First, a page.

Payment for travelling
Thread poster: Derringdo
| | Derringdo
Local time: 00:49
English to Bulgarian
I have been offered an interpreting job in a city which will take me 7 hours by bus to reach. How much would you charge for the hours spent on the bus (compared to one hour's work)? All in all one job of 5 hours might in the end take me 48 hours to complete.
They will of course pay for tickets, meals and accomodation.
Thanks in advance for any suggestions or experiences.
| | pascie
Local time: 18:49
English to French
| Half of the interpreting fee is the standard || Oct 12, 2007 |
This falls under the category:
Your invoice should reflect the following elements:
- Interpreting Fee (rate per hour)
- Travel Time (Half of the interpreting fee)
- Transport (up to $125.00) This covers bus, taxi, parking ticket, or the like. It does not cover airline ticket if you need to fly.
- Per Diem ($50.00)
This covers your meals, not accomodation. A dry cleaner if needed, etc.
As a general rule
Transportation and accomodation are separate. Of course at the client's expenses.
I hope this helps.
| I never charge for travelling! || Oct 12, 2007 |
I mean the time while travelling. I just charge a complete day rate, also if I just worked 3 hours.
| | Henry Hinds
Local time: 16:49
English to Spanish
I reason that if I am home translating I will be making at least as much as my interpreting rate for that time. If I'm out on the road, I lose that. So what compensation is that to get only half?
Of course there are times when:
1.- Work is slow, so it is worthwhile.
2.- I need a change in scenery anyway, so a travel assignment is like a paid vacation.
3.- It may involve several days interpreting at good rates, at an interesting event and for a good client, etc., so it is worth some concessions.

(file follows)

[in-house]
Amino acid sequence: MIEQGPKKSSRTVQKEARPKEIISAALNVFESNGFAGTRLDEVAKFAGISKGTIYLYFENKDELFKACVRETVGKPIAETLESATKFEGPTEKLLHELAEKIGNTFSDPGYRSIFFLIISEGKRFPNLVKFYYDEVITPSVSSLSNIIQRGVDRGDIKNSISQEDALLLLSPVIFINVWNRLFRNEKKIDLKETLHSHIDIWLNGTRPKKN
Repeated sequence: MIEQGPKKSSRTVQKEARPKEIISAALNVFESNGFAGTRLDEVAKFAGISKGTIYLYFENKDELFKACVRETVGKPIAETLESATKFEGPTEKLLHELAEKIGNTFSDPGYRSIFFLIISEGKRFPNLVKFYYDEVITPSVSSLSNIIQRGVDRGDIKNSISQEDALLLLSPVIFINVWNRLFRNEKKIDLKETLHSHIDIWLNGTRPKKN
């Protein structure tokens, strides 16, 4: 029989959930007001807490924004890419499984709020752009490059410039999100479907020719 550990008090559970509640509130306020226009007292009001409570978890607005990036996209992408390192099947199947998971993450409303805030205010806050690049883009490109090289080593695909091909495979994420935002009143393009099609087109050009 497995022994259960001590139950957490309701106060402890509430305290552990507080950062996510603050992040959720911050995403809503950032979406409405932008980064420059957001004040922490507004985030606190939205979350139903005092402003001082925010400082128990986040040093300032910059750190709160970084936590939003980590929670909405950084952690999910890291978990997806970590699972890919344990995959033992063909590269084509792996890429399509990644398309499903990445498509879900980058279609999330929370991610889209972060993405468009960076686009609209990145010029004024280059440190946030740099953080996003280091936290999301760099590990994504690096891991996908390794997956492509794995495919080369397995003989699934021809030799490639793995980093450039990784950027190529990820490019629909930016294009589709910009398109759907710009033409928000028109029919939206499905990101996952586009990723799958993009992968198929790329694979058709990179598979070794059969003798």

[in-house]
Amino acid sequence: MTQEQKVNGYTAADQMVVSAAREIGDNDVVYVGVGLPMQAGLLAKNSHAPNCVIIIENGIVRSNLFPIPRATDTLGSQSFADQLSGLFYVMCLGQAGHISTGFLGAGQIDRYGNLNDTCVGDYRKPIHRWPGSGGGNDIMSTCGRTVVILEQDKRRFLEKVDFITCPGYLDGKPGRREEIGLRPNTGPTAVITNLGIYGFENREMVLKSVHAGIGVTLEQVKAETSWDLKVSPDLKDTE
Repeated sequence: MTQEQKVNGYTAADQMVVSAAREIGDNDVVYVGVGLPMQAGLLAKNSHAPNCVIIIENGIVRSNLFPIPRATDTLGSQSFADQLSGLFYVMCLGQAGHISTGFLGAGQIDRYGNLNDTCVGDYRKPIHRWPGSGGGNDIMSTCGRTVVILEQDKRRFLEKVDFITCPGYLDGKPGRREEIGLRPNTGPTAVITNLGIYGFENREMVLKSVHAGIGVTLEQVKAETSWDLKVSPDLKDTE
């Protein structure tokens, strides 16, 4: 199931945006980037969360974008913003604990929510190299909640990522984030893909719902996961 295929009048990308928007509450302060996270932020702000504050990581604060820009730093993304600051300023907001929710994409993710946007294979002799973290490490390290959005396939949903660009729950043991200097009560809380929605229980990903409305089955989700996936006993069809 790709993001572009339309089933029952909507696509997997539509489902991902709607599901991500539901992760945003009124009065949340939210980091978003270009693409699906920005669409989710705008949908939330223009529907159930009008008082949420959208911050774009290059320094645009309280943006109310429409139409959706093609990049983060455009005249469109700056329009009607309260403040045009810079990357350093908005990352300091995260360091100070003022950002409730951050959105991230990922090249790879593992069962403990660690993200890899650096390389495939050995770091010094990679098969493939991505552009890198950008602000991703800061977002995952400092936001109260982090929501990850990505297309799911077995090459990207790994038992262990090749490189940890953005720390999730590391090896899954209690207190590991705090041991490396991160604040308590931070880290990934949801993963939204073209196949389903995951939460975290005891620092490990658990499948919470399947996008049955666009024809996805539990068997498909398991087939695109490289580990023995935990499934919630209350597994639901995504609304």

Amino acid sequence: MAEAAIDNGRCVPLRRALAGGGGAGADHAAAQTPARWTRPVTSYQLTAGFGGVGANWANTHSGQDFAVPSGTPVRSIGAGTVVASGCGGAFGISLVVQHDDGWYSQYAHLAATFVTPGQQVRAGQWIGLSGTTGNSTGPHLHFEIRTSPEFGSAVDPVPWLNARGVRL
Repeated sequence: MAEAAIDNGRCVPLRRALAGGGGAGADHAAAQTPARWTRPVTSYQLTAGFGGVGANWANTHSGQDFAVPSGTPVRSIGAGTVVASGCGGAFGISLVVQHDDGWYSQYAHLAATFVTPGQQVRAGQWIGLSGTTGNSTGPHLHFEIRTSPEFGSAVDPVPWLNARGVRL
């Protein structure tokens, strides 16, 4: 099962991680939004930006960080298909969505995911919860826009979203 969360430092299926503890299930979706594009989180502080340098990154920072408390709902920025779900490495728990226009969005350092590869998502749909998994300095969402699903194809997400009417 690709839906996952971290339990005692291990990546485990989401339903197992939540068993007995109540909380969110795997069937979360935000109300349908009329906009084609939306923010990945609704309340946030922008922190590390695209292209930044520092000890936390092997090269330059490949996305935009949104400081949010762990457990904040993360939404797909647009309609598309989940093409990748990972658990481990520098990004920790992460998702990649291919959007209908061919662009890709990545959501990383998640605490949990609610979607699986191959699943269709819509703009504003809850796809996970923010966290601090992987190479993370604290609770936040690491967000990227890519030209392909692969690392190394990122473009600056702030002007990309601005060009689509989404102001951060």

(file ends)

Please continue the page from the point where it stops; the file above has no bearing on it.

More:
The above reasons are good, but there are many other times when I have lost time, jobs, money, etc. because of having taken a travel assignment and my time was not adequately compensated.
It depends on your own convenience at the time the assignment comes up. That is the standard as far as I am concerned.
|Post removed: This post was hidden by a moderator or staff member for the following reason: On poster's request. |
You should charge the day-rate and plus the hours abovel, if you are there more than 8 hours.
| Correction of typos || Dec 27, 2008 |
Tatiana Nijboer wrote:
You should charge a day-rate and plus the hours above, if you are there for more than 8 hours.
[Редактировалось 2008-12-27 20:45 GMT]
| I negotiate on case-by-case basis || Jan 1, 2009 |
I only negotiate a payment for my travel time if it is a significant amount of travel. In some cases, I simply increase my half-day rate, or charge full-day where the job actually takes half-day.
Not so long ago, I did two jobs in San Diego. In both cases, I negotiated with the agency to be paid $35 per hour of travel on top of my regular fees.
The basic rule that I follow when negotiating my fee is: what is the minimum price that will make it worth my while to do the job? After I have answered this question to myself, I try to negotiate a little bit above that, but not to much above, as I certainly don't want to price myself out of market.
Happy New Year to you!